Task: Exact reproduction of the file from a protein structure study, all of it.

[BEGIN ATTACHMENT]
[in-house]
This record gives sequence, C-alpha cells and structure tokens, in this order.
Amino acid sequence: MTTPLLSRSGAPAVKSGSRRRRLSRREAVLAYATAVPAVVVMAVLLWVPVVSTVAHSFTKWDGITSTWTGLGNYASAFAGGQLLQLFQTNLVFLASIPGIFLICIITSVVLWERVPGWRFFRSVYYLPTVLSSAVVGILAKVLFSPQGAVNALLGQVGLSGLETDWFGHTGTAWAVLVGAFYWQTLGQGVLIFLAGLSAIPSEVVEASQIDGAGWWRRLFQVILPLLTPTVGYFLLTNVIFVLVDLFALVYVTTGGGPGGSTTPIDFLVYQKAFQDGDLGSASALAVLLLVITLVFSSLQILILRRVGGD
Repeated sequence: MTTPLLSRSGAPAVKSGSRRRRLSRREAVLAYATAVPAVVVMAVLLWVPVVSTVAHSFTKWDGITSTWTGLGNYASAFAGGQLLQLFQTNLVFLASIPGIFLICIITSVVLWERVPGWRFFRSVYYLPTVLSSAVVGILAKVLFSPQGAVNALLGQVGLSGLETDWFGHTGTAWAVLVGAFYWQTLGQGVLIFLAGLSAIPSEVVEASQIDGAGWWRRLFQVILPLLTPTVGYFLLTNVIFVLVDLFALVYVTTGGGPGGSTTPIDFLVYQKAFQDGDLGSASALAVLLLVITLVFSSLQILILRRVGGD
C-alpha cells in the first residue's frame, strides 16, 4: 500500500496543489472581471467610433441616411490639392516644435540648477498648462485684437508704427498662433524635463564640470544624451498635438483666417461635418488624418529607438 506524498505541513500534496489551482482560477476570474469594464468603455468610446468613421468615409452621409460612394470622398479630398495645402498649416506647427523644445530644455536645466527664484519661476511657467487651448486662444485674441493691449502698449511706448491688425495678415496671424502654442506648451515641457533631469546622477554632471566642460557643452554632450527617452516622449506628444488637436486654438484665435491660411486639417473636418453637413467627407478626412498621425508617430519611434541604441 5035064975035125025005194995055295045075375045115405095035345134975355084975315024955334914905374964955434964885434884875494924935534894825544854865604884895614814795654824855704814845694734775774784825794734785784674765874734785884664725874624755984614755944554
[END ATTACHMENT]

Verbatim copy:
[in-house]
This record gives sequence, C-alpha cells and structure tokens, in this order.
Amino acid sequence: MTTPLLSRSGAPAVKSGSRRRRLSRREAVLAYATAVPAVVVMAVLLWVPVVSTVAHSFTKWDGITSTWTGLGNYASAFAGGQLLQLFQTNLVFLASIPGIFLICIITSVVLWERVPGWRFFRSVYYLPTVLSSAVVGILAKVLFSPQGAVNALLGQVGLSGLETDWFGHTGTAWAVLVGAFYWQTLGQGVLIFLAGLSAIPSEVVEASQIDGAGWWRRLFQVILPLLTPTVGYFLLTNVIFVLVDLFALVYVTTGGGPGGSTTPIDFLVYQKAFQDGDLGSASALAVLLLVITLVFSSLQILILRRVGGD
Repeated sequence: MTTPLLSRSGAPAVKSGSRRRRLSRREAVLAYATAVPAVVVMAVLLWVPVVSTVAHSFTKWDGITSTWTGLGNYASAFAGGQLLQLFQTNLVFLASIPGIFLICIITSVVLWERVPGWRFFRSVYYLPTVLSSAVVGILAKVLFSPQGAVNALLGQVGLSGLETDWFGHTGTAWAVLVGAFYWQTLGQGVLIFLAGLSAIPSEVVEASQIDGAGWWRRLFQVILPLLTPTVGYFLLTNVIFVLVDLFALVYVTTGGGPGGSTTPIDFLVYQKAFQDGDLGSASALAVLLLVITLVFSSLQILILRRVGGD
C-alpha cells in the first residue's frame, strides 16, 4: 500500500496543489472581471467610433441616411490639392516644435540648477498648462485684437508704427498662433524635463564640470544624451498635438483666417461635418488624418529607438 506524498505541513500534496489551482482560477476570474469594464468603455468610446468613421468615409452621409460612394470622398479630398495645402498649416506647427523644445530644455536645466527664484519661476511657467487651448486662444485674441493691449502698449511706448491688425495678415496671424502654442506648451515641457533631469546622477554632471566642460557643452554632450527617452516622449506628444488637436486654438484665435491660411486639417473636418453637413467627407478626412498621425508617430519611434541604441 5035064975035125025005194995055295045075375045115405095035345134975355084975315024955334914905374964955434964885434884875494924935534894825544854865604884895614814795654824855704814845694734775774784825794734785784674765874734785884664725874624755984614755944554